RANDAOtage—committee corruption from RANDAO bias and validator outages
**TLDR**—We show how an attacker with 1/3 voting power can plausibly bias RANDAO randomness to corrupt a shard committee and create invalid or unavailable crosslinks. The attack assumes 1/3+ε of validators suffer a randomly-occurring outage (e.g. a popular validator client forks off, or a large staking pool goes offline) or are temporarily forced offline by the attacker.
def eq_k_probability(n, k, p):
return p**k * (1 - p)**(n - k) * math.comb(n, k)
def ge_k_probability(n, k, p):
return sum([eq_k_probability(n, i, p) for i in range(k, n + 1)])
# Protocol parameters
MAX_COMMITTEES_PER_SLOT = 64
SLOTS_PER_EPOCH = 32
TARGET_COMMITTEE_SIZE = 128
CORRUPT_COMMITTEE_THRESHOLD = int(math.ceil(2 / 3 * TARGET_COMMITTEE_SIZE))
Notice that if 1/3+ε of the validators are temporary offline an attacker with 1/3 voting power can use the fork choice rule to monopolise beacon block production during that time. Indeed, during the temporary outage, the attacker's LMD GHOST weight (1/3) is greater than the weight of the rest of the network (1/3-ε).
Notice also that the expected number of naturally occurring corrupt committees in a given epoch (assuming no [fancy RANDAO bias](https://ethresear.ch/t/rng-exploitability-analysis-assuming-pure-randao-based-main-chain/1825)) is `ge_k_probability(TARGET_COMMITTEE_SIZE, CORRUPT_COMMITTEE_THRESHOLD, ATTACKER_CONTROL) * SLOTS_PER_EPOCH * MAX_COMMITTEES_PER_SLOT` which is roughly `2**-36.36`. This means that it suffices for the attacker to grind over `2**37` RANDAO sampling combinations to corrupt more than one committee in expectation.
We now consider two types of validator outages:
1) **25 min random outage**—Suppose that 1/3+ε of the validators stop attesting for 25 minutes (125 slots) in a randomly occurring outage. (For example, a popular client has a consensus bug and forks off, or a large staking pool goes offline.) There is a `ge_k_probability(125, 37, 1/3)` (roughly 83%) probability that the attacker controls 37 of the 125 slots in the corresponding RANDAO sampling window.
1) **15 min timed outage**—Suppose that the attacker can force a timed outage of 1/3+ε of the network (see forced outage feasibility below) for 15 minutes. The attacker opportunistically waits for 15-minute (i.e. 90-slot) RANDAO windows where he controls at least 37 slots. The probability of such a RANDAO window naturally occurring is `ge_k_probability(90, 37, 1/3)` (roughly `2**-8.38`). In expectation the attacker has to wait less than 2 days (`2**8.38epochs * 6.4min / 60min / 24h`) for such a 15-minute window to occur.
In either type of outage (natural or forced) the attacker can monopolise beacon block production and selectively reveal his own blocks to bias the randomness such that at least one committee is corrupted in expectation. Both attacks can be simulated in advance and be guaranteed to succeed assuming an appropriately long outage.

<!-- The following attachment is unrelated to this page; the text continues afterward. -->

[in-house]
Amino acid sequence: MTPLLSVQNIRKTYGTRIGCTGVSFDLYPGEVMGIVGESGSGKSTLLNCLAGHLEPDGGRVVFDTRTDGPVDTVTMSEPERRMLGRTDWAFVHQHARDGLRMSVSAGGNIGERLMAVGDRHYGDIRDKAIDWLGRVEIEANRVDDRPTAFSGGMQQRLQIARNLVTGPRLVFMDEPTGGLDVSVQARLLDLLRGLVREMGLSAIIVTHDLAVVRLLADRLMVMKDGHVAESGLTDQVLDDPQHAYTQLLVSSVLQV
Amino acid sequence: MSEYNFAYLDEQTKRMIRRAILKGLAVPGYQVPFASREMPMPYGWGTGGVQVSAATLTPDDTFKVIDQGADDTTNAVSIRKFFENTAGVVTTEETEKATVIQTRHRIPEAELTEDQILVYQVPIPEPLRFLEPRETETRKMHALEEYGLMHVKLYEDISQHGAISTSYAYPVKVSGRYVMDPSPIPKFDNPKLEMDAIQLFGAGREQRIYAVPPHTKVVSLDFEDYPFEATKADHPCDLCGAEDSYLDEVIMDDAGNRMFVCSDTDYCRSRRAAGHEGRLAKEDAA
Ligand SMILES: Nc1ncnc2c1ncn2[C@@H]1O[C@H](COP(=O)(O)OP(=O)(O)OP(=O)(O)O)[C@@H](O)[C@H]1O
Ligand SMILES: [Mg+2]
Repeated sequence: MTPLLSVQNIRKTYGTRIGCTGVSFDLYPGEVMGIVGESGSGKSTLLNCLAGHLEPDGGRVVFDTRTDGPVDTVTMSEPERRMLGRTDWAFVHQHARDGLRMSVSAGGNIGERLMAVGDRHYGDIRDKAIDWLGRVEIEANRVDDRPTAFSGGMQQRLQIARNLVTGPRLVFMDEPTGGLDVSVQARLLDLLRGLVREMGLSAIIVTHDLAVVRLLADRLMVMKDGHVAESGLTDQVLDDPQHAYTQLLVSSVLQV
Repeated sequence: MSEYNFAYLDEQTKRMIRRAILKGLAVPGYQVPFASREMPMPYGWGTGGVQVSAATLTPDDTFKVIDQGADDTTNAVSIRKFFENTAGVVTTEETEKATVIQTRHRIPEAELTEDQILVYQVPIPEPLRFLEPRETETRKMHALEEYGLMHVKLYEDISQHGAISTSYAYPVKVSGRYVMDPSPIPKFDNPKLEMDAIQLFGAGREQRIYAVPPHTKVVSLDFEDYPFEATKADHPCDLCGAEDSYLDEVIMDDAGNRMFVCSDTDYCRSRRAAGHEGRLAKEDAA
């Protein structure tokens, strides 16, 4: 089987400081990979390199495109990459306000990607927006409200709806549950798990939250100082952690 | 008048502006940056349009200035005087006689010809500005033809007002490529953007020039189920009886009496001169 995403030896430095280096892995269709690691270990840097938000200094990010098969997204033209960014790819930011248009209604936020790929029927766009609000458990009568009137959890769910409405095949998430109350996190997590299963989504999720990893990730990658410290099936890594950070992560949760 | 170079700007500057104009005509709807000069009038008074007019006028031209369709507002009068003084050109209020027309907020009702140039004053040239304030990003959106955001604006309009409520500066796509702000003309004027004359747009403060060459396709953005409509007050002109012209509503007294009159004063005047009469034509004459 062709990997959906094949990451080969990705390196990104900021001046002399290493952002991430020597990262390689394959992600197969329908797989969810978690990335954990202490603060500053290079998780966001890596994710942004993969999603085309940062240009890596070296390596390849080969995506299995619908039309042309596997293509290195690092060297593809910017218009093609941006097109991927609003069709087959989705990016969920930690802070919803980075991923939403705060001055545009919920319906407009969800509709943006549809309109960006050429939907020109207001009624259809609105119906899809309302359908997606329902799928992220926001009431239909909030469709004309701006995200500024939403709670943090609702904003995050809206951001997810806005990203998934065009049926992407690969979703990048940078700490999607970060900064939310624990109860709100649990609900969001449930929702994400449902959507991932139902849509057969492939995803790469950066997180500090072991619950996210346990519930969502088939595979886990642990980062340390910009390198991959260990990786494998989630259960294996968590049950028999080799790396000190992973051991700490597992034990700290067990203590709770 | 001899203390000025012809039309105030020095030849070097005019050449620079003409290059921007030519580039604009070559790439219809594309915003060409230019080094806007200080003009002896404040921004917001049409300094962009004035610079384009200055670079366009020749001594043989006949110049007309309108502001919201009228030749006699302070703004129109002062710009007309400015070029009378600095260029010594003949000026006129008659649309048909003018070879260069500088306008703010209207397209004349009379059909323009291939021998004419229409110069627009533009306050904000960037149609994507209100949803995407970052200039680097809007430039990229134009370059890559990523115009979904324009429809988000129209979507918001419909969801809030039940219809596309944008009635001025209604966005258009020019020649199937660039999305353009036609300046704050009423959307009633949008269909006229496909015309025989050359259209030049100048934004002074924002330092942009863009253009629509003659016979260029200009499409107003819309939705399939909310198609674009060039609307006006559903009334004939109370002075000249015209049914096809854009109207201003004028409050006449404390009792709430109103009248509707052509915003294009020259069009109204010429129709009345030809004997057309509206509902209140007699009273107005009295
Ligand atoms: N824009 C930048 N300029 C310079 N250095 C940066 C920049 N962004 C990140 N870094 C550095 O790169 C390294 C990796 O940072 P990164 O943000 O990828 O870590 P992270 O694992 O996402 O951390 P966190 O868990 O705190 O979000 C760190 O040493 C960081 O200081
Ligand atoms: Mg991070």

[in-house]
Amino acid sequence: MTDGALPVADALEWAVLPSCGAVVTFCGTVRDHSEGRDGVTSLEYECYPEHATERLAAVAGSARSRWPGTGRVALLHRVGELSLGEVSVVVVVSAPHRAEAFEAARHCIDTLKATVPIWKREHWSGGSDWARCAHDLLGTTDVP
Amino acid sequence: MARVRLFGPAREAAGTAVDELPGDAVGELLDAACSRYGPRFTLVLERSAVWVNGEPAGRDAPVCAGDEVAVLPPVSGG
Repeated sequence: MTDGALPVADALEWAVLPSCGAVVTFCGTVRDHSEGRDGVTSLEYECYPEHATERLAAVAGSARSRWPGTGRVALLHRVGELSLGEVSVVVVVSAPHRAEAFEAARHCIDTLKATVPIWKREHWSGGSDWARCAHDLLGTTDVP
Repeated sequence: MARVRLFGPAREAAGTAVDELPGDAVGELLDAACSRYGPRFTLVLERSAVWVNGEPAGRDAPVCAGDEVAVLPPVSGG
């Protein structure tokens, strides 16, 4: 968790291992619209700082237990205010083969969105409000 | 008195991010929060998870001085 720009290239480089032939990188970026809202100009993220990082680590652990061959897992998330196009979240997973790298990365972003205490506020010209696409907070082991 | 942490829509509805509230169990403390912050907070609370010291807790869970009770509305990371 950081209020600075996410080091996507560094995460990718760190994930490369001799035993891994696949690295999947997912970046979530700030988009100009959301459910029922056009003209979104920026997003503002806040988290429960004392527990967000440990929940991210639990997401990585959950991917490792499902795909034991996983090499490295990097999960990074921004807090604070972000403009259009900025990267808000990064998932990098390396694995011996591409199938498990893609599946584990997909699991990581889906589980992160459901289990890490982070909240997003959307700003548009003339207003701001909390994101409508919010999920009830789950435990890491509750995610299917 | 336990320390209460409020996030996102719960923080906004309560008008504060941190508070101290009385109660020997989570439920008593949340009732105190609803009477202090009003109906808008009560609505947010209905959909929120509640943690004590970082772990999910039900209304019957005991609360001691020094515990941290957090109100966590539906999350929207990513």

**Forced outage feasibility**
We highlight a few ways in which 1/3+ε of the validators can plausibly be taken down by an attacker for 15 minutes:
* **client 0-days**
* **crash bug**—Consider a popular client with a 0-day crash bug. Stakers using this client can be taken down for an extended period of time. Automatic restarts do not help since the bug can be repeatedly triggered by the attacker. 15 minutes is insufficient time for the client developers to push a fix.
* **fork bug**—Similar to the crash bug except that a consensus bug is exploited which forks off a popular client away from the canonical chain.
* **DoS bug**—Similar to the crash bug except that the client is forced to grind to a halt (as opposed to outright crashing).
* **home staking DoS**—Home internet connections are not designed to withstand network DoS attacks. As such, amateur home stakers are susceptible to being taken down by having their home connection DoSed. Personal fallback internet connections (e.g. a 4G mobile connection) are also not designed to withstand network DoS attacks.
* **large pool takedown**—Centralisation around a large staking pool could allow an attacker to target just one entity to force a large validator outage.
Any combination of the above attacks can be simultaneously mounted to reach the required 1/3+ε threshold. Notice that if an attacker can take down more validators (say, 1/2+ε) then an attacker with just 1/4 of the voting power can monopolise beacon block production and similarly bias RANDAO.
Increasing `TARGET_COMMITTEE_SIZE` to 256 is sufficient to remove this attack. Indeed, an attacker would have to grind through `math.log2(ge_k_probability(256, math.ceil(2/3 * 256), 1/3))` (roughly `2**90`) committee combinations which is not computationally feasible during the relatively small outage attack windows.